Home Design as a rē•flection of Self
Looking introspectively to create a space where we can ‘dwell well.’
Our home is a sacred space. It’s where we experience the motions of daily life, a place to rest and recharge. It’s where we feel safe and secure, and our relationships with loved ones are nurtured.
When designing our homes, we often miss one key factor at the root of our plans: ourselves. According to Oregon-based interior design firm Light and Dwell co-founders Aymee Kuhlman and Molly Kidd, that’s where every project should begin.
“Good design starts with the person and place where they reside. [It’s about] balancing aesthetics and function to create homes that stand the test of time,” Kuhlman, the firm’s CEO, tells rē•spin.
We know the ways that our homes can influence us and our wellness journeys. But how can we bring more of ourselves into our spaces? Kidd, who serves as Light and Dwell’s principal designer, and Kuhlman weigh in. They offer tips on making our homes havens of wellness so our minds, bodies, and souls feel at ease.
Using self-inspiration for our spaces
Rather than focusing strictly on a color palette, general theme, or statement piece, we can look introspectively to shape our approach. When we spend time at home, it’s essential for our space to feel like a reflection of ourselves rather than disconnected from our being. Kuhlman and Kidd abide by this philosophy. They look at each project from the perspective of how each client goes through their everyday lives.
Self-inspiration can be derived from a wide range of factors. Think of your favorite travel experience or let your surroundings influence the soul of your home. Delve deeper into the personalities that co-exist within your space, or look to your hobbies for inspiration. “What one is passionate about, hotels they love, experiences that have inspired them, and how they flow and live within spaces — our muses can come from anything and everything, sometimes without notice,” says Kidd.
Wellness at home
While making our personalities, needs, and routines the foundation of our interior design process is essential, we also need to find ways to bring in elements that promote a sense of well-being. It’s an ethos central to Kuhlman and Kidd’s design process, which aims to create spaces where we can “dwell well.”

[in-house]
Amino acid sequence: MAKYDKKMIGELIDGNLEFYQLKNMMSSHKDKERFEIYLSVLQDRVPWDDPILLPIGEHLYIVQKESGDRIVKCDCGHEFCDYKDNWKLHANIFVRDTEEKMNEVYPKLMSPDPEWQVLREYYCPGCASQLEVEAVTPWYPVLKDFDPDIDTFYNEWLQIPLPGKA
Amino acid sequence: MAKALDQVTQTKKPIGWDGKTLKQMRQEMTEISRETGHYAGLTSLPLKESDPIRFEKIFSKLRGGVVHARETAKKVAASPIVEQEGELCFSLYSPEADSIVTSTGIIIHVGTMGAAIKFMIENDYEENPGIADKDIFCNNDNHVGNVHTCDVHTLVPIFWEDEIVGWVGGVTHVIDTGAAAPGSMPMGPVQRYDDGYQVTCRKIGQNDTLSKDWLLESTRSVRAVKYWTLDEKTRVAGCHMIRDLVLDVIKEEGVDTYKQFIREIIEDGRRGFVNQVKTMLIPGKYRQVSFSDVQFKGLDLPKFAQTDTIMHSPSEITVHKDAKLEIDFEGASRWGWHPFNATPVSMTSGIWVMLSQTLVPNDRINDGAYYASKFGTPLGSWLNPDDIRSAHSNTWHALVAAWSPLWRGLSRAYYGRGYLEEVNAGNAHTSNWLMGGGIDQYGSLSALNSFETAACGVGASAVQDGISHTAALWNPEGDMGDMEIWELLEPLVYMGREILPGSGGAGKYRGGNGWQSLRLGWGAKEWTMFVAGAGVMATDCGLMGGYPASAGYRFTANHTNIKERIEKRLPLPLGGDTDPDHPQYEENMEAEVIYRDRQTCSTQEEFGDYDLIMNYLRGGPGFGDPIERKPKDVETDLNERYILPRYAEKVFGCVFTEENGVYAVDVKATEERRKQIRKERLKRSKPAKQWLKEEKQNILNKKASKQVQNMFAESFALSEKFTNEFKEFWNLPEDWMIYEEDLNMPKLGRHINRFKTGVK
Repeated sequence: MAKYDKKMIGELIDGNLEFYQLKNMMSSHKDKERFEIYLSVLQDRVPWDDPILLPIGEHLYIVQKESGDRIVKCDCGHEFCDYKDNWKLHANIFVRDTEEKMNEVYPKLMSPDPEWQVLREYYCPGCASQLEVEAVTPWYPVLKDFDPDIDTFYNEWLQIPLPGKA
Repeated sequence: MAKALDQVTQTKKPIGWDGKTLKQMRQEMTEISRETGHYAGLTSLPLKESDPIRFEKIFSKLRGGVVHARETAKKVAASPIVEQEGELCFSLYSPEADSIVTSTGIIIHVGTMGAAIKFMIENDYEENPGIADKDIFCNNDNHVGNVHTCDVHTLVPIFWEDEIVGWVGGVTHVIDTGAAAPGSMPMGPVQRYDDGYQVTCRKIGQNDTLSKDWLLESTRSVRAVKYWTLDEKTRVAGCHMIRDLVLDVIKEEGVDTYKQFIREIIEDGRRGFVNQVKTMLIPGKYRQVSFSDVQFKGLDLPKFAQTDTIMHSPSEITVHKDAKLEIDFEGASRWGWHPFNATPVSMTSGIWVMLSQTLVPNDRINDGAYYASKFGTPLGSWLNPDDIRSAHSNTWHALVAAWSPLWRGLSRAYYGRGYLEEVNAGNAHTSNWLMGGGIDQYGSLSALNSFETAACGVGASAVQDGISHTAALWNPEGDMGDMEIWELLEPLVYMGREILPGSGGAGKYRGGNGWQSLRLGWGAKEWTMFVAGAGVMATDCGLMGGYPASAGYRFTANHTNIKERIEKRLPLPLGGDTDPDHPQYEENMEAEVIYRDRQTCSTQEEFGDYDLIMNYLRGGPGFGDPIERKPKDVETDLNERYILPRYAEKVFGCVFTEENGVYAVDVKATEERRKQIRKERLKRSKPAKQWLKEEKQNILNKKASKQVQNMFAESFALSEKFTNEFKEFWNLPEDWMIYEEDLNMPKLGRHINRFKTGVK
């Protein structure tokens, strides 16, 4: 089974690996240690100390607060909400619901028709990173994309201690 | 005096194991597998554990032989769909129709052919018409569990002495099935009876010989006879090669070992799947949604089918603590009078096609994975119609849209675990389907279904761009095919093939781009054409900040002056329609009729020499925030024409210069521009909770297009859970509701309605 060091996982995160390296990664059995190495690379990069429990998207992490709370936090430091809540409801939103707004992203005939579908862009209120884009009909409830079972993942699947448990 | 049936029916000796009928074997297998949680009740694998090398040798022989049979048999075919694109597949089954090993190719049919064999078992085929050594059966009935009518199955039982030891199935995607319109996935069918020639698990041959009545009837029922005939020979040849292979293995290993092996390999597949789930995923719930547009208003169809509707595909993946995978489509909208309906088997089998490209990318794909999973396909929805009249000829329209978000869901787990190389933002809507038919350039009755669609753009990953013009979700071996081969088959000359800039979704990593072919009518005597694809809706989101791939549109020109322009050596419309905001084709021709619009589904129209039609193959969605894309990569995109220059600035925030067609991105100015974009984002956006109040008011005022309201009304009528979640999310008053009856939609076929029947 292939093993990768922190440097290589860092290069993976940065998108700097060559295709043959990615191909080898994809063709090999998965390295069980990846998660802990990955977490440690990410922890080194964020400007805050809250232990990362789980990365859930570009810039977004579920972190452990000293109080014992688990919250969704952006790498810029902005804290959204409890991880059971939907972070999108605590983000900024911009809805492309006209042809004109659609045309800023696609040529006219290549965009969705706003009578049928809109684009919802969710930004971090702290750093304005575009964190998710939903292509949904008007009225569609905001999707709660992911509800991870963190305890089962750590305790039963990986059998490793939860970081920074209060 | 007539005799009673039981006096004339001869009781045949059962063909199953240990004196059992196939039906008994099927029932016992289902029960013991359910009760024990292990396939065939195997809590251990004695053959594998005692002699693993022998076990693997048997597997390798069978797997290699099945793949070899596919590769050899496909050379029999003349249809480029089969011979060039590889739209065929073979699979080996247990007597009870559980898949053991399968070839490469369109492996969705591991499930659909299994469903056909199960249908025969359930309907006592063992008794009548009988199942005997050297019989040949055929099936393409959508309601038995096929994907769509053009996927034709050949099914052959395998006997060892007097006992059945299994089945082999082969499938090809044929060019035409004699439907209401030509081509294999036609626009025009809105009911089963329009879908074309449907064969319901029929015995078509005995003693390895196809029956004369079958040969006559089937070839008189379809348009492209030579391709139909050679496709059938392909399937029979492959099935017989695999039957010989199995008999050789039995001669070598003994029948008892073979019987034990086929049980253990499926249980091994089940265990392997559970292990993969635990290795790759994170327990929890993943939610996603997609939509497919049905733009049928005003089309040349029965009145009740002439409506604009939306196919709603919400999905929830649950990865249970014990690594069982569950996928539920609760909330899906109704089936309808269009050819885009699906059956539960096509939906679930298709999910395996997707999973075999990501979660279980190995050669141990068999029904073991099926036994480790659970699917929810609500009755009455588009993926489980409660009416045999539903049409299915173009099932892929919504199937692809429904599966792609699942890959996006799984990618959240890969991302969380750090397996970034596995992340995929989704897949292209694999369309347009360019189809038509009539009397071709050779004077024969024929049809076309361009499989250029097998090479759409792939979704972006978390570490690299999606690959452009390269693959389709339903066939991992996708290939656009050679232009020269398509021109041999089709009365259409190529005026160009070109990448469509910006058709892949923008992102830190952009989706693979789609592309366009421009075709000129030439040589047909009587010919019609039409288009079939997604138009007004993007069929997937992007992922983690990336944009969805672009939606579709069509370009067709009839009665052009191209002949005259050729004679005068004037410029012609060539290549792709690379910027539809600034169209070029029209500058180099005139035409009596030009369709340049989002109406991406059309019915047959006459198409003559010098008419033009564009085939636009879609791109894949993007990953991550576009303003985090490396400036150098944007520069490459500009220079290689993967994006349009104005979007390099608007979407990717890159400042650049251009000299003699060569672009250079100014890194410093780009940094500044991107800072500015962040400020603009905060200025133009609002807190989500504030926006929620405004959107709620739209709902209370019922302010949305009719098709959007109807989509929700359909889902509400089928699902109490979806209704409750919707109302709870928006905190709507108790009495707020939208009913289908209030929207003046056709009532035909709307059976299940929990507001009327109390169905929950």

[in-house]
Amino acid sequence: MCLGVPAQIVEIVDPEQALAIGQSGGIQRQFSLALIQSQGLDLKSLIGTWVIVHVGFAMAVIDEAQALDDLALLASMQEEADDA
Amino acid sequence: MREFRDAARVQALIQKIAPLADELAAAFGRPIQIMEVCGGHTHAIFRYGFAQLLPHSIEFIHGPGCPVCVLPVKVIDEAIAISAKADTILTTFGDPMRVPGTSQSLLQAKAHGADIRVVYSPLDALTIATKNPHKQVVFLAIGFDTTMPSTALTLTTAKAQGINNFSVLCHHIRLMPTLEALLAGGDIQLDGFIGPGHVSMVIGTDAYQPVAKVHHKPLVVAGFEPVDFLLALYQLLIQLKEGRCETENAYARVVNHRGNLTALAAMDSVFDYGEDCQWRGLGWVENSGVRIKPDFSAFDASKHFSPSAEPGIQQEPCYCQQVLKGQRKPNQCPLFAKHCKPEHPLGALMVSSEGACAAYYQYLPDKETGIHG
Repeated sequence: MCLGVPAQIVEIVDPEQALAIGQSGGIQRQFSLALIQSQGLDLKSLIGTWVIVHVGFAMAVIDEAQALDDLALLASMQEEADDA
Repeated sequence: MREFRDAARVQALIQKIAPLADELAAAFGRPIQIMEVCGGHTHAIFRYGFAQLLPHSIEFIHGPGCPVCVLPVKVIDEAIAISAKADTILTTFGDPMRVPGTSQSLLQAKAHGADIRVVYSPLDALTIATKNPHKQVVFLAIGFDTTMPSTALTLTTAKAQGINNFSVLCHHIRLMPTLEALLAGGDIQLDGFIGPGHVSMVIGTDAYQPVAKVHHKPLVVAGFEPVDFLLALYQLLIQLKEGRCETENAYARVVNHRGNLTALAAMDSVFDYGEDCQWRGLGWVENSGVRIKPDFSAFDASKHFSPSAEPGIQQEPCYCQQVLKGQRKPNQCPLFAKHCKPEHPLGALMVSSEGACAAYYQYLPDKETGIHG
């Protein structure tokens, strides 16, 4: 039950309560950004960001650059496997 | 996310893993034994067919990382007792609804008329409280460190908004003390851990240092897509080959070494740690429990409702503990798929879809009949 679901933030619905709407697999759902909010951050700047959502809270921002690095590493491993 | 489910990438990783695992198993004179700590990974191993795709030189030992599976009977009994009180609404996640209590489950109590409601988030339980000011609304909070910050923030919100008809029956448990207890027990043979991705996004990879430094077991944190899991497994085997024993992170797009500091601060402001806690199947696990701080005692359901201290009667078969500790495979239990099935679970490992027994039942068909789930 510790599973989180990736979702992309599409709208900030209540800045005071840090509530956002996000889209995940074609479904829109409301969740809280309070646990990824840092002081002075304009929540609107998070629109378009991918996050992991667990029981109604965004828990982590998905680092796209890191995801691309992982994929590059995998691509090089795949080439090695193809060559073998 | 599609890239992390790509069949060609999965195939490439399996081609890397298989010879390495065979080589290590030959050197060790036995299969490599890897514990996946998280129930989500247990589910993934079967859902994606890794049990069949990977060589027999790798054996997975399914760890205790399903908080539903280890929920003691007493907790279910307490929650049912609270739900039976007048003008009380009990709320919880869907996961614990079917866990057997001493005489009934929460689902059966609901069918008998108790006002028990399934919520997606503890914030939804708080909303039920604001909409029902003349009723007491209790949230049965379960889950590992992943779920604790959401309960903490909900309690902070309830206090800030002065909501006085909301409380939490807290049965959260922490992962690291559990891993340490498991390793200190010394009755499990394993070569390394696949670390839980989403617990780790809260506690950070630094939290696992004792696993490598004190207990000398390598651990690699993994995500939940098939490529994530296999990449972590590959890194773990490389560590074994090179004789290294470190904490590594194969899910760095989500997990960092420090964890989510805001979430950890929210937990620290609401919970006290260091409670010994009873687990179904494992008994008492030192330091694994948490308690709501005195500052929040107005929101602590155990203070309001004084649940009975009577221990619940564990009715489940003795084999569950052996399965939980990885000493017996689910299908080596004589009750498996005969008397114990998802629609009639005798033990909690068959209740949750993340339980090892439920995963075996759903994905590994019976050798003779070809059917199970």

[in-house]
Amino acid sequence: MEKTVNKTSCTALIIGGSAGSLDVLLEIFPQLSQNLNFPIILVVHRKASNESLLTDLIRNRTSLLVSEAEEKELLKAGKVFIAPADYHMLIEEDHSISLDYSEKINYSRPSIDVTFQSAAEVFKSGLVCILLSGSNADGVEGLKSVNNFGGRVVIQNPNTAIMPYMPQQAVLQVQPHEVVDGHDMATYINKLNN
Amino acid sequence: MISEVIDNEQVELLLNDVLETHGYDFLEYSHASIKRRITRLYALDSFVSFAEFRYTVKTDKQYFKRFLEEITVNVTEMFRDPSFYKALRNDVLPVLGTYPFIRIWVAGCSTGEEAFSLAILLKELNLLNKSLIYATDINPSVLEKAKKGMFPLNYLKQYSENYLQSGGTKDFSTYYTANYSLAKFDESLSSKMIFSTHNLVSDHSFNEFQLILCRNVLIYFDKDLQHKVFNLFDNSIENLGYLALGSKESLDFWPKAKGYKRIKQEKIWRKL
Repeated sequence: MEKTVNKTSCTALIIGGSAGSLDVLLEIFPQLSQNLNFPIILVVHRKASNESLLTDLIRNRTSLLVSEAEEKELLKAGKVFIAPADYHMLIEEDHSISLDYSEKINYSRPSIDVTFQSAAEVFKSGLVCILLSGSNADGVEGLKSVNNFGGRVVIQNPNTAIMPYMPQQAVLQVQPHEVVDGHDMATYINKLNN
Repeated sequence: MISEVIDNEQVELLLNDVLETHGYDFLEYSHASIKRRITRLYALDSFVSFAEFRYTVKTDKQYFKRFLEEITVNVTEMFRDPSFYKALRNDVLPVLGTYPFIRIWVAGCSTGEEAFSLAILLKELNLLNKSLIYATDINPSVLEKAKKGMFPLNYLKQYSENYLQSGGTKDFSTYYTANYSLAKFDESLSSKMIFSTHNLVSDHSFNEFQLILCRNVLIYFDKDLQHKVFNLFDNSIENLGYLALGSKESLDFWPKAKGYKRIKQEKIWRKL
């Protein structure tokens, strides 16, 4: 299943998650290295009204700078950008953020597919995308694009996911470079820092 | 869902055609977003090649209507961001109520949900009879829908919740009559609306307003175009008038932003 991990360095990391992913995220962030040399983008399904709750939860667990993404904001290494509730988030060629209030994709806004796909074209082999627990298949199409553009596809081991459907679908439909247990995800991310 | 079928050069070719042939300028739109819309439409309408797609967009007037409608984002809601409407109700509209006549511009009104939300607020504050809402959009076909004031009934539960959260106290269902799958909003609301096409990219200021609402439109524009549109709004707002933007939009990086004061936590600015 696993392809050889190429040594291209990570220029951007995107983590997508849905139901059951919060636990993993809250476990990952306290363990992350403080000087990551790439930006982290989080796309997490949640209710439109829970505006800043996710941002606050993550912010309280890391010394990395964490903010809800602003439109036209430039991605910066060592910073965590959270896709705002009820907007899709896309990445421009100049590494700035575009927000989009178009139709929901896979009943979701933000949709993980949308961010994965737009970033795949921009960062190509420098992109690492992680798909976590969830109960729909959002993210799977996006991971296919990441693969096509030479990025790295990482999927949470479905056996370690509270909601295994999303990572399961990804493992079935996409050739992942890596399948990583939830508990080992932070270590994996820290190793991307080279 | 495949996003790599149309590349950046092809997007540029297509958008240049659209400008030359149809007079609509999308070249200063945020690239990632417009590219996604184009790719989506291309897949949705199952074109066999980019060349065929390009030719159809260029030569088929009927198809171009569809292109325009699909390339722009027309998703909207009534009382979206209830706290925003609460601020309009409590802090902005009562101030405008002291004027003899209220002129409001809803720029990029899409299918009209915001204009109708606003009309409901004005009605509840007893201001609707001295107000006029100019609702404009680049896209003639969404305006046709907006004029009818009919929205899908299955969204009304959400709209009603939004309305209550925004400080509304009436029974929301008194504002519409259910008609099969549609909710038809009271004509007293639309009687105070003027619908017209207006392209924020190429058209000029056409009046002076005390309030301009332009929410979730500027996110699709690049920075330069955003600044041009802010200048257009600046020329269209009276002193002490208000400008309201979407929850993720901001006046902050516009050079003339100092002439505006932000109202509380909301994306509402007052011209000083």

“Dwelling well means mindful intentions and creating lived-in layers,” says Kuhlman. “For example, adding an antique stool or wooden chair, dining in dimmed ambiance, folding your towels uniquely, lighting a seasonal candle, baking with your grandmother’s dish, using only unlacquered brass for homey tones of patina finishes, etc. These things are just the right touch of artisanal character and luxury.”
For Kuhlman and Kidd, wellness transcends health and well-being — it’s a way of life. Creating a space that is so interconnected with who we are adds a layer of wellness to our homes. “Wellness in design creates an environment that can alter moods and embody feelings,” notes Kidd.
One way to prioritize wellness through design is to bring the outdoors in. Strengthening our connection with the natural world has been proven to promote mental health, imbue a sense of calm and increase productivity.“Nature is our driving force for colors, patterns, and what materials are used throughout the space,” says Kuhlman.
Sustainability also plays an essential role in a wellness-oriented home. “It’s at the forefront of every one of our projects with a 50/50 initiative to mix well-loved vintage pieces with custom-made products, increasing the life of already-made materials and supporting local makers,” says Kidd. Other eco-friendly design opportunities include using alternative energy sources such as solar, maximizing the flow of natural light (hello, vitamin D!) and air, and using sustainable materials like hemp or bamboo instead of wood.
But at the end of the day, it all comes down to personal preference. “The main focus of homes with wellness is creating spaces that stimulate the mind, body, and soul while also being aesthetically pleasing to your eye and other senses,” says Kuhlman.